A new outbreak of the norovirus has occurred at Heritage Woods Assisted Living Facility in Batavia, IL, leaving about 40 residents ill as a result. Norovirus, often associated with cruise ships for its tendency to spread through the densely populated spaces, is the most common cause of acute gastroenteritis – also known as a stomach bug – in the United States, according to estimates from the Centers for Disease Control and Prevention (CDC).
Infection Control in Nursing Homes
Norovirus is extremely contagious. It is a tough virus that can live without a host for up to four weeks, and it can live in an infected person’s stool for more than two weeks. Touching anything that an infected person has touched risks the spread of the virus. Clothes worn by an infected person may carry the virus. Any food served without cooking or any food handled by an infected person may spread the virus. Further, even infected people who have recovered may still spread the virus up to 3 days after recovery. Once infected, a person’s stomach and/or intestines become inflamed, causing abdominal pains, nausea, diarrhea, and vomiting. Because norovirus is not caused by just one virus – it is actually a group of related viruses belonging to the Calicivirdae family – a person may get norovirus many times in his or her life.
According to the CDC, norovirus causes somewhere between 19 and 21 million illnesses per year, and it contributes somewhere between 56,000 and 71,000 hospital visits to the American total each year. On average, norovirus is the cause of 570-800 deaths each year in the United States.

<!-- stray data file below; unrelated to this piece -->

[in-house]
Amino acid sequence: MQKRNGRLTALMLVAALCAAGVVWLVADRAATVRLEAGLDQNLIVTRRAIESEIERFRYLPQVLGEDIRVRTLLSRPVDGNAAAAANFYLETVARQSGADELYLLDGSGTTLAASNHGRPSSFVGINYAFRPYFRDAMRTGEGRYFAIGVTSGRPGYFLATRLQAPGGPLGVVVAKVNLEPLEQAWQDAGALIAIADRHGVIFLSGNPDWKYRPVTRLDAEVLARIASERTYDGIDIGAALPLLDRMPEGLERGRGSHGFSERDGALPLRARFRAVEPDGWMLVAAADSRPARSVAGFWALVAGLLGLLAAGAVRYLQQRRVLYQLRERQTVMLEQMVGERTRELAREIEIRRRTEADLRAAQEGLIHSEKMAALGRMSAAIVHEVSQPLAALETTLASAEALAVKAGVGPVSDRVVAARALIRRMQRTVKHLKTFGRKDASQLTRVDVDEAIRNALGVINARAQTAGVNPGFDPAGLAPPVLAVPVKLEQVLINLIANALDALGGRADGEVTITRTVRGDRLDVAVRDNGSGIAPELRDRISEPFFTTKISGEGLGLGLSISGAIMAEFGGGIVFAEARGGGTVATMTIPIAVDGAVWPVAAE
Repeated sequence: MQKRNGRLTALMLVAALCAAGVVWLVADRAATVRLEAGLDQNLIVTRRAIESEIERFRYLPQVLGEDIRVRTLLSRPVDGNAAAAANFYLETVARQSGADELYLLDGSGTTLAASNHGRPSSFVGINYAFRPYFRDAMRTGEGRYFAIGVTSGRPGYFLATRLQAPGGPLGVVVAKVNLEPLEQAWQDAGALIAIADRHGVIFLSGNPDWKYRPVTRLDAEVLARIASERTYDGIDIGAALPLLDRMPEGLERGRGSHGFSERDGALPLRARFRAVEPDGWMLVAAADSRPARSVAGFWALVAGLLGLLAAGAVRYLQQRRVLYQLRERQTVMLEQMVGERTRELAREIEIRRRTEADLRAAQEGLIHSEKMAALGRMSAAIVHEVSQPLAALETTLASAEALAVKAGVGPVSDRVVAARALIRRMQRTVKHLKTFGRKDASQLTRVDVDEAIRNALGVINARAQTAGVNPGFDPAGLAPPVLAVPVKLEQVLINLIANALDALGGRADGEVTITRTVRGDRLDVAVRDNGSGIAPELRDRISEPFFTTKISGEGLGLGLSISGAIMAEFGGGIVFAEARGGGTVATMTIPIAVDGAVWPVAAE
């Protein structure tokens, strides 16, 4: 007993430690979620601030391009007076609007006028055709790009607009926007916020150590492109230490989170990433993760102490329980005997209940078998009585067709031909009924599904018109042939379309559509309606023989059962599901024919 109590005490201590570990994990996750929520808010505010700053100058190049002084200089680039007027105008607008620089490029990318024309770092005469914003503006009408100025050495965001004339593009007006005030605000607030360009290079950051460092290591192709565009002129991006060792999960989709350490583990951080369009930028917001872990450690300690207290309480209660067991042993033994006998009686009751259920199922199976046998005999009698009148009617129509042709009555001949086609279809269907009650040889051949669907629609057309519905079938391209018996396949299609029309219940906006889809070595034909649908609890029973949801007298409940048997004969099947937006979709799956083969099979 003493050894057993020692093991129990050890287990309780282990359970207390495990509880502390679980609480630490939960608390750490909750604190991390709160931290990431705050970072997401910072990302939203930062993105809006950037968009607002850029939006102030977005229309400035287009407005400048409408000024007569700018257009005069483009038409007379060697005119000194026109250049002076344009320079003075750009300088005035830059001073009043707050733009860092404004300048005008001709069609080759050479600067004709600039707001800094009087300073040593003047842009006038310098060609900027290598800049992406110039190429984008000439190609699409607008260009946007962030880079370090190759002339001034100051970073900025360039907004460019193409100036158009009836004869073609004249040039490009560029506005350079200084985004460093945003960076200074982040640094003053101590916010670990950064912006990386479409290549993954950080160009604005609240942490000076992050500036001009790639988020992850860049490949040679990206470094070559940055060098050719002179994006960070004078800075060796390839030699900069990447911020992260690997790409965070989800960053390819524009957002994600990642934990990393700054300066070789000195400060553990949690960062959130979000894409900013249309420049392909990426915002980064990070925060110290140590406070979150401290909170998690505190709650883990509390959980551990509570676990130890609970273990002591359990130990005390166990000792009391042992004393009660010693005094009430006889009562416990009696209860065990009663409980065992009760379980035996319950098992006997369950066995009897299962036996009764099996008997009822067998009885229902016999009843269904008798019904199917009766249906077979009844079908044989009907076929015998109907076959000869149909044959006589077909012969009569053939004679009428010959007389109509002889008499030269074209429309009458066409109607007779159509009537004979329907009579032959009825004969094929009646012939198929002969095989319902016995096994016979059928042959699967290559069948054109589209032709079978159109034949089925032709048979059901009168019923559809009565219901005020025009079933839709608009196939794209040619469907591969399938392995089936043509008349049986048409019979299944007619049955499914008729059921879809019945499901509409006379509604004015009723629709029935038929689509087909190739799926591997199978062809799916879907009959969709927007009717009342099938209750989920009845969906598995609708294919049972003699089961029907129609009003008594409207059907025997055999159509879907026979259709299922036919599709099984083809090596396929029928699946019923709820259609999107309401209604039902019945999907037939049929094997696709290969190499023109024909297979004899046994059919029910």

The best way to prevent norovirus is through hand-washing and general cleanliness. There is no medicine or vaccine currently available that specifically treats norovirus, but most people recover simply by treating their symptoms and playing the waiting game. The name of this game is hydration. Because the virus causes vomiting and diarrhea, people with the virus will need to replace the fluids they are losing. Patients who do not combat the dehydrative effects of norovirus could quickly find themselves hospitalized.
While norovirus is typically an event from which most people will recover without too much complication, in the cases of the elderly, norovirus can be extremely dangerous. The deaths estimated by the CDC are largely made up of young children and the elderly, but they are also more common in the years when new strains of the virus are going around. To combat the virus, there is simply no substitute for soap and water. Hand-washing is an imperative, especially before food preparation and after using the toilet. Less generally known is that alcohol-based hand sanitizers, such as Purell, do not kill norovirus, and, thus, will not fully substitute for soap and water. Cleanliness in the bathroom is also a must. Toilets, door handles, and light switches are particular areas for concern. Finally, clothing and bedding are often overlooked as very contaminated areas – be sure to wash linens and clothing thoroughly and in hot water, particularly if they’ve been soiled.
If you notice that these steps are not being taken around your facility or that of a loved one, there could be a considerable risk of infection. If you believe that you or a loved one has received a preventable infection while in the care of a nursing home or other assisted living facility, you may have a claim. Please feel free to contact an experienced attorney at Levin & Perconti today.
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